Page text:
Children’s acquisition of early literacy skills: examining family contributions
ABSTRACT A study of 143 families and their preschool-age children was undertaken to examine the relationship between the family environment and children’s language and literacy skills. This research was guided by three models hypothesized by Snow, Barnes, Chandler, Goodman, and Hemphill (1991) to explain the family’s contribution to children’s acquisition of language and literacy. The three theoretical models examined in this study were: Family as Educator, Resilient Family, and Parent–Child Care Partnership. Confirmatory factor analysis (CFA) and structural equation modeling were used to estimate latent constructs and structural models, respectively. Results showed that only the Family as Educator model was significantly related to child language and literacy outcomes (i.e., book-related knowledge, receptive language skills, and expressive language skills). Implications for future researchers and educational practice are discussed.
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ABSTRACT: A comparative analysis between emergent procedural and conceptual print-related achievements was conducted for 32 children with autism spectrum disorders (ASD) aged 4 to 8 years. To minimize the influence of linguistic competence on the assessment, the ASD print-related profile was compared with that of a language-matched sample of typically developing peers. Two factors associated with young children’s print-related achievements, their print motivation and home-based experiences, were illustrated for the matched participants. We found that children with ASD earned significantly higher scores on a parentally reported composite measure of emergent procedural (e.g., letter name identification) than conceptual (e.g., pretend reading) print-related accomplishments. The children with ASD were more often reported by their parents as motivated by letters but less likely to request or enjoy shared reading than their language-matched peers. Findings provide a preliminary profile of emergent print-related accomplishments that may be considered in educational planning for children with ASD.Focus on Autism and Other Developmental Disabilities 03/2013; 28(1):14-25. DOI:10.1177/1088357612459270 · 1.05 Impact Factor
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ABSTRACT: The aim of this study was to use prospective data from the Avon Longitudinal Study of Parents and Children (ALSPAC) to examine the differences in literacy skills in children who later completed the psychotic like symptoms (PLIKS) interview at 12years of age. We further examined the association between literacy skills over time in relation to the likelihood of reporting psychotic experiences (PEs). This study examined data from n=6790 children from the ALSPAC cohort who participated in the PLIKS semi-structured interview. Literacy skills such as spelling, basic real and non-real word reading, and reading skills and comprehension were assessed by an ALSPAC spelling task, Wechsler Objective Reading Dimension, and the revised Neale Analysis of Reading Ability (NARA II) respectively. Relative to the group unaffected by PEs, we found a lower performance in all measurements of child literacy skills in those with suspected or definite PEs. The majority of these differences persisted after adjusting for a range of covariates. In addition, both a consistently low pattern of performance and a decline were associated with suspected or definite PEs. Implications for preventative intervention models focussed on children at risk of developing psychotic disorders are discussed within the context of speech and language development.Schizophrenia Research 02/2013; 145(1-3). DOI:10.1016/j.schres.2012.12.025 · 4.43 Impact Factor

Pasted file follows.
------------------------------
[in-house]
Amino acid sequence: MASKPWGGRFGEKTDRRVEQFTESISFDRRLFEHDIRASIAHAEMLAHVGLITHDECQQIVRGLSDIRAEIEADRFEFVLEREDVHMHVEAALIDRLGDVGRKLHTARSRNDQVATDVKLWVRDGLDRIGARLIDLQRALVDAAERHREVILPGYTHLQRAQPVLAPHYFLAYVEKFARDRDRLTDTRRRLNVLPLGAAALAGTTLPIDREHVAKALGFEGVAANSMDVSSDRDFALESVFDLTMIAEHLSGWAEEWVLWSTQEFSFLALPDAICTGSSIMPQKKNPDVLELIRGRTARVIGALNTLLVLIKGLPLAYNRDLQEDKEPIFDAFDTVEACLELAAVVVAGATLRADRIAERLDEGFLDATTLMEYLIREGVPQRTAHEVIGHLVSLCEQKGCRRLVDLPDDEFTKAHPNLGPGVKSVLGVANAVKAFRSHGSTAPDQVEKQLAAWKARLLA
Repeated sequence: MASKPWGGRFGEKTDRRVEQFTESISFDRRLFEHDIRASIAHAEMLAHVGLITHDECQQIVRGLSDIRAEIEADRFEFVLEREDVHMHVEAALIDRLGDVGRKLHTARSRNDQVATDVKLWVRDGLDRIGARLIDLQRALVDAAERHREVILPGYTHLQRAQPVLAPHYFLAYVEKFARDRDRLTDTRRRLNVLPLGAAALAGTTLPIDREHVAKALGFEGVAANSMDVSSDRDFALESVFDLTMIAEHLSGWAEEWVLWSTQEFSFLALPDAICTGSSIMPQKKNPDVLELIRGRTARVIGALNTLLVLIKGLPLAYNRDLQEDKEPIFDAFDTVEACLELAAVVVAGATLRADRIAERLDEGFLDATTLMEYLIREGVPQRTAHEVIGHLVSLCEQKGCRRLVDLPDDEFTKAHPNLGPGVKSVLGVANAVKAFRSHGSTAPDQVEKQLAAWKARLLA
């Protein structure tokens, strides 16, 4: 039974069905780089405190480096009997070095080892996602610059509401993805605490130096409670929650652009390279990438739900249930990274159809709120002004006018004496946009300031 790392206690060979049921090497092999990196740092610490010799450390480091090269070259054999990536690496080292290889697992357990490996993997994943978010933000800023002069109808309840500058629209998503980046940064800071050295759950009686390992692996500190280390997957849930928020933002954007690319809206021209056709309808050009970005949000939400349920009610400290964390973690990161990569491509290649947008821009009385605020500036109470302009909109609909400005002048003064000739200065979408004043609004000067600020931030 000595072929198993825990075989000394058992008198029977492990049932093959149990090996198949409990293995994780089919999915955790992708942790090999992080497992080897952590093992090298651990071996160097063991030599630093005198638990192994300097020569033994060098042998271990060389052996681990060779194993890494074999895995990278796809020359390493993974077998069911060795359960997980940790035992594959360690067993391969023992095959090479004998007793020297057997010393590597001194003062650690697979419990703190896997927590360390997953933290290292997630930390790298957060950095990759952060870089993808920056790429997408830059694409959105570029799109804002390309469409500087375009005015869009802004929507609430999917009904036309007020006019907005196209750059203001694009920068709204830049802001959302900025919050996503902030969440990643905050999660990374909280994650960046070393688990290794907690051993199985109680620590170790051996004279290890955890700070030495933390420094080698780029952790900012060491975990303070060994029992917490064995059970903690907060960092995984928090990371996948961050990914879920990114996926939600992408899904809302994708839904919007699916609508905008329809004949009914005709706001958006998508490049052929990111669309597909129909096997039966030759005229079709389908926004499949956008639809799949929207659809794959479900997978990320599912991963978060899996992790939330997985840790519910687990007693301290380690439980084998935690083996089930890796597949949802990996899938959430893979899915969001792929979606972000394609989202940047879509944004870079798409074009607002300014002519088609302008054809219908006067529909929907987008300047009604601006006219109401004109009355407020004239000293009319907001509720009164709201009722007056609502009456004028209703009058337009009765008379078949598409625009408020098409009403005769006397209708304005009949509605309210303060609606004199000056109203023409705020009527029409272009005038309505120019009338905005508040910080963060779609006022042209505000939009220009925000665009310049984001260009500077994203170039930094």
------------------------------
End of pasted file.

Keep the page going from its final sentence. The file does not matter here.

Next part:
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ABSTRACT: The purpose of this study was to assess changes in children’s language skills and parenting stress following participation in the Parent–Child Mother Goose Program (PCMGP). The intervention group consisted of 29 parents (age range 24 to 43 years, M = 33.5, SD = 4.1) and 30 children (18 females and 12 males) with ages ranging from 1 to 46 months (M = 14.2, SD = 13.0), who were participating in the PCMGP. The comparison group consisted of 22 parents (age range 28 to 43 years, M = 34.5, SD = 3.7) and 25 children (14 females and 11 males) with ages ranging from 5 to 37 months (M = 18.2, SD = 10.7), who were participating in community playgroups. Children’s scores on receptive and expressive language using the Preschool Language Scale-3, and parenting stress scores using three subscales of the Parenting Stress Index were obtained at the beginning of the research (pre-test) and again 15 weeks later (post-test). Results revealed that the PCMGP children showed greater improvement in language skills, especially their expressive communication skills. The parents participating in the PCMGP also reported a more positive impact on their perceptions of their child’s demandingness compared to the comparison playgroup parents. This study highlights the potential effectiveness of the PCMGP as an early intervention program in relation to aspects of both receptive and expressive language and parental stress, and adds to the limited existing literature evaluating this program.Journal of Early Childhood Research 02/2013; 11(1):16-26. DOI:10.1177/1476718X12456000